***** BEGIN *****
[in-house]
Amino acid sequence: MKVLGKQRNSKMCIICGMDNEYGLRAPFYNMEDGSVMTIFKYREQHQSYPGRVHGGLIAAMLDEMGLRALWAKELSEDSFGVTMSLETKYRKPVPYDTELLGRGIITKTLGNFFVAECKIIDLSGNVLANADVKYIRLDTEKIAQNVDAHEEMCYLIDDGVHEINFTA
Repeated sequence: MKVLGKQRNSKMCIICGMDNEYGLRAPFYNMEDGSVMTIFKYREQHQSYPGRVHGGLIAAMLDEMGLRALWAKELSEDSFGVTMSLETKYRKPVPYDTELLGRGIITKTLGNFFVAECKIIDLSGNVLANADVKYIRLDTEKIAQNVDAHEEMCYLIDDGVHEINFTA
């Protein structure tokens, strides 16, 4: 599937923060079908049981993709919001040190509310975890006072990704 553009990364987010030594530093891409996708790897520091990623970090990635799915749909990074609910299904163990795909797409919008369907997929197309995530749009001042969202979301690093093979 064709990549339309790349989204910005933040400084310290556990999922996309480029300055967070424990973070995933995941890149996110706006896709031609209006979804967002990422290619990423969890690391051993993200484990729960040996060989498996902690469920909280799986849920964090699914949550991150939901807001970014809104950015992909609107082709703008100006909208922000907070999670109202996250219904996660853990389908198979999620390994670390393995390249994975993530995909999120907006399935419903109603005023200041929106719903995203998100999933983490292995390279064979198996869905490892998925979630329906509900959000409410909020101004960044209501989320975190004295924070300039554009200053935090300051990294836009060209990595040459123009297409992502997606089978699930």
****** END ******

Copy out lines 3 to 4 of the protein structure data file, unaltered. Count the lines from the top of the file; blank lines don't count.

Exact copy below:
Repeated sequence: MKVLGKQRNSKMCIICGMDNEYGLRAPFYNMEDGSVMTIFKYREQHQSYPGRVHGGLIAAMLDEMGLRALWAKELSEDSFGVTMSLETKYRKPVPYDTELLGRGIITKTLGNFFVAECKIIDLSGNVLANADVKYIRLDTEKIAQNVDAHEEMCYLIDDGVHEINFTA
């Protein structure tokens, strides 16, 4: 599937923060079908049981993709919001040190509310975890006072990704 553009990364987010030594530093891409996708790897520091990623970090990635799915749909990074609910299904163990795909797409919008369907997929197309995530749009001042969202979301690093093979 064709990549339309790349989204910005933040400084310290556990999922996309480029300055967070424990973070995933995941890149996110706006896709031609209006979804967002990422290619990423969890690391051993993200484990729960040996060989498996902690469920909280799986849920964090699914949550991150939901807001970014809104950015992909609107082709703008100006909208922000907070999670109202996250219904996660853990389908198979999620390994670390393995390249994975993530995909999120907006399935419903109603005023200041929106719903995203998100999933983490292995390279064979198996869905490892998925979630329906509900959000409410909020101004960044209501989320975190004295924070300039554009200053935090300051990294836009060209990595040459123009297409992502997606089978699930």